Tackling the topic just as many had hoped, Keller then explained Indura’s well-qualified vision for the region. Strongly positioned as the leading independent player in the region, the company believes a dedicated gas association is a “must-have” if the gases business and its level of safety is to progress further.
Keller said, “Our proposal is to generate a local association with all the local players in the region. This would be the South American Gases Association, or in short, SAGA. This would be an eminent organisation for standardising regulations in the region.”
“We are looking ahead to the next ten years to generate a long term plan. The most important step is to have a universal direction to advance, so we will improve safety standards in the region, sharing good practices regarding operational processes. One of the main purposes of the association is to implement the commitment to safety from the different companies.”
The magnitude of establishing and integrating such an organisation is clearly not lost on Indura either. Urging that obstacles are overcome collectively for the benefit of the region, Keller concluded, “This is a big challenge, it will take a long time, I am sure it will take a lot of technical discussion and a long implementation – but it must be a goal to introduce safety in our industry and stability in the region.”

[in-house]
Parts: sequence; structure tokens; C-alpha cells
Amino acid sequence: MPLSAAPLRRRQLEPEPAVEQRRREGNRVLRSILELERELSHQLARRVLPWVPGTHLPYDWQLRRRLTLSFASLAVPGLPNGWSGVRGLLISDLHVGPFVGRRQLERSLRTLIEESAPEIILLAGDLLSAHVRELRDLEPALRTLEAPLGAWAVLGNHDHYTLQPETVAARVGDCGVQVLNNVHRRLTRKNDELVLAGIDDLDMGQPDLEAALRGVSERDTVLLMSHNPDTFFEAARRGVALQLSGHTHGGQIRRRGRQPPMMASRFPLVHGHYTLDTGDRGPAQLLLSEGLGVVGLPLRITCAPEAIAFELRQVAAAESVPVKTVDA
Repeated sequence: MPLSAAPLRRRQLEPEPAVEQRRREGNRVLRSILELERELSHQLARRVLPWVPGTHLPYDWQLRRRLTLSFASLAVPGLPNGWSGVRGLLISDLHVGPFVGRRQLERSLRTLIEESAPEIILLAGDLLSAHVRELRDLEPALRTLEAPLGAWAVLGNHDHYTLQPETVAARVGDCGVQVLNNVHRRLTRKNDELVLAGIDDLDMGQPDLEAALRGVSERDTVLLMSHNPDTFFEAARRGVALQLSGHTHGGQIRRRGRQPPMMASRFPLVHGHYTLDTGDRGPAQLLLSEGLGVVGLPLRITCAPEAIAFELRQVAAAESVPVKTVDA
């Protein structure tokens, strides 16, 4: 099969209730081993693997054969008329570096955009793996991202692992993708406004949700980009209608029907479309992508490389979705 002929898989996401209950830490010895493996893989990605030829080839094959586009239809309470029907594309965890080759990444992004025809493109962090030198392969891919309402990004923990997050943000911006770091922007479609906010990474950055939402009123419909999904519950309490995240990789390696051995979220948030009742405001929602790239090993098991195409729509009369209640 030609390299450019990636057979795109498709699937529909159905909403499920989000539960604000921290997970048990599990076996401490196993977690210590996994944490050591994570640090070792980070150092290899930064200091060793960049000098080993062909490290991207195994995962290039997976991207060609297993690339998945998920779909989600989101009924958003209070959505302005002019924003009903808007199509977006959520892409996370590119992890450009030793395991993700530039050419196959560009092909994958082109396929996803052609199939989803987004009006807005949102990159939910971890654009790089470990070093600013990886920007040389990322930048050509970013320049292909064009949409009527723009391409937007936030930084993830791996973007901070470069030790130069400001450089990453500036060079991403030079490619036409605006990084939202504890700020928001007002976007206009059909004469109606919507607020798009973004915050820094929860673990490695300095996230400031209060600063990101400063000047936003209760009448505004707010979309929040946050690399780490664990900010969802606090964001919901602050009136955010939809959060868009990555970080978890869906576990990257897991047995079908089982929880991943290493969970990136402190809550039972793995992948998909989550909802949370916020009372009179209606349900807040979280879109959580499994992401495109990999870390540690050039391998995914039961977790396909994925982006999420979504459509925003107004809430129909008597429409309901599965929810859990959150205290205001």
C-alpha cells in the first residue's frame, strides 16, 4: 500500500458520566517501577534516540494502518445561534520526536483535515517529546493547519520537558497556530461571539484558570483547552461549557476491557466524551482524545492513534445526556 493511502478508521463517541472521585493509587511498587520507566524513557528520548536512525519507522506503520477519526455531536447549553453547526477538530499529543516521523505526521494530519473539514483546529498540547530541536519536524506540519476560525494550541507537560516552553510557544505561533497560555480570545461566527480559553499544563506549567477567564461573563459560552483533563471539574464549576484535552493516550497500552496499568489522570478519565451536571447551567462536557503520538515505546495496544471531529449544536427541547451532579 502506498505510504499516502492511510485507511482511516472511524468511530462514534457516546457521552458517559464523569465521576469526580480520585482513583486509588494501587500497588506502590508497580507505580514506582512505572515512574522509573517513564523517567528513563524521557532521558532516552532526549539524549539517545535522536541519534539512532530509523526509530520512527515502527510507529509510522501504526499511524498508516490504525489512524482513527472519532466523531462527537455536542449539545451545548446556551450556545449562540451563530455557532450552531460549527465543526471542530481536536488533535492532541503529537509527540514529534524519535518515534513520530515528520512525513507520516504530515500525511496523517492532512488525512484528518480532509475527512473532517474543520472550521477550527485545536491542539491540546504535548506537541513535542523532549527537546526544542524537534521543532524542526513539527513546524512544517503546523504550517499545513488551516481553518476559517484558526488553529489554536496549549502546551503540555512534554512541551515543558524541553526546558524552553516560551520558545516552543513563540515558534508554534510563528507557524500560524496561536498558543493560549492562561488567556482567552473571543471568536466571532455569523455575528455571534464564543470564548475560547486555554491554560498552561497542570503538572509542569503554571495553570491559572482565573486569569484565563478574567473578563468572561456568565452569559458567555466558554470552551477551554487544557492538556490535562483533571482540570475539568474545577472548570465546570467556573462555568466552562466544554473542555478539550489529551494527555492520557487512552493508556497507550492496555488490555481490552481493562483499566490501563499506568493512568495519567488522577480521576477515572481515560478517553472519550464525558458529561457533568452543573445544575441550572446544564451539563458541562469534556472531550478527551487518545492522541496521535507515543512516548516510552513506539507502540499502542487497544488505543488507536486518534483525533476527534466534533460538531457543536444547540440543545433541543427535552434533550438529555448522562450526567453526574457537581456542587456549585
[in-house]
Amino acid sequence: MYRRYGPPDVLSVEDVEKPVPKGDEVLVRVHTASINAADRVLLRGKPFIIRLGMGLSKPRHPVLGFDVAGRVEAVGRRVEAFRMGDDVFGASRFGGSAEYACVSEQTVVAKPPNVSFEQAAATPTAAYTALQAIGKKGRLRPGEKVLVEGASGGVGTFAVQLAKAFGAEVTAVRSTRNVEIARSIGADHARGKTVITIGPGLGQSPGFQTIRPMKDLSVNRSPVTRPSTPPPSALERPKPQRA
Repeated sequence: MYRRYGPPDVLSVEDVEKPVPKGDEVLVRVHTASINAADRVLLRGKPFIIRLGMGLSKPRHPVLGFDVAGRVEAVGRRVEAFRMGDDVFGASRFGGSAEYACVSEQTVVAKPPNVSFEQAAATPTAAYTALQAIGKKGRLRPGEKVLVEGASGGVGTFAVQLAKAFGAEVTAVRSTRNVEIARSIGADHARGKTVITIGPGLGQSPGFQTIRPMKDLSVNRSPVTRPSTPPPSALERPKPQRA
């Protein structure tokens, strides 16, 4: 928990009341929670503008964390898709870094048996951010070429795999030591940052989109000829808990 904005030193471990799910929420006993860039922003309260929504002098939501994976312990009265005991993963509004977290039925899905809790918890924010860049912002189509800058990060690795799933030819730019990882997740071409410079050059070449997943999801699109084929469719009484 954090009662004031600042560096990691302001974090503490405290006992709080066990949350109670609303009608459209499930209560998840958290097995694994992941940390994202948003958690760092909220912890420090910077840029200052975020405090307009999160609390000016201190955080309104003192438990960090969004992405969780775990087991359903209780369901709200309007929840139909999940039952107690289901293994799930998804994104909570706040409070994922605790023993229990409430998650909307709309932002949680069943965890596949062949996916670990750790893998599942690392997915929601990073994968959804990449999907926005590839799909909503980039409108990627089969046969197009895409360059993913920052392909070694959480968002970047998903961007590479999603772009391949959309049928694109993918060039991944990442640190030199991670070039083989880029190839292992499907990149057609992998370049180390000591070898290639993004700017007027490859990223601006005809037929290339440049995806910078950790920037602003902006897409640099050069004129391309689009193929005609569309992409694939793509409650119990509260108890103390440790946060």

The gathering of the 120 delegates was an important opportunity for companies to debate safety, learn about technology developments, listen to companies involved in ‘state-of-the-art’ operations within our industry and find new business opportunities.
Despite the global credit crisis, most major gas companies were present but also smaller independents came to learn about what is happening on the global stage. The conference attracted delegates from more than 20 countries around the world, from locations as diverse as the US and Western Europe, India and Tanzania.
Distinguished speakers included Cryolor’s Michael Blondin, emphasising the significance of transport safety, Chart Inc.’s Carlos Pinelo, Herose’s Keith Stewart, The Linde Group’s Raghu Menon, and independent Business Consultant Eduardo Pelitti.
Popular speaker Dr Roy Irani provided two presentations over the two day event, once again engaging the audience with an exploration of the latest developments in cylinder technology and 21st century techniques for the re-qualifying of pressure vessels.
Other luminaries such as Weldcoa’s Hector Villarreal, StatoilHydro’s Henning Langas, Taylor Wharton International’s Jim Gordon (presenting an intriguing discussion about Cryo-Bio technology), Specialty Gas Report’s Henry Grieco, Cryogenic Industries’ Arturo Martinez, and Neil Amber of Universal Industrial Gases all graced the gasworld stage to insightfully present.
This created both a comprehensive and wide-ranging platform to Discuss, Debate and Network, while contributing to the overall ambience and resoundingly successful conference event.
Eminent independent Business Consultant Eduardo Pelitti reinforced the positive perceptions of fellow key speakers at the conference, with his assessment of the Drivers for Growth in South America.
Pelitti has more than 20 years experience in the gases business in South America, including spells with both BOC and Messer, and described how the industry has endured similar economic slumps before.
It is apparently not all doom & gloom and furthermore, the Latin America region has already learned its lesson where such problems are concerned.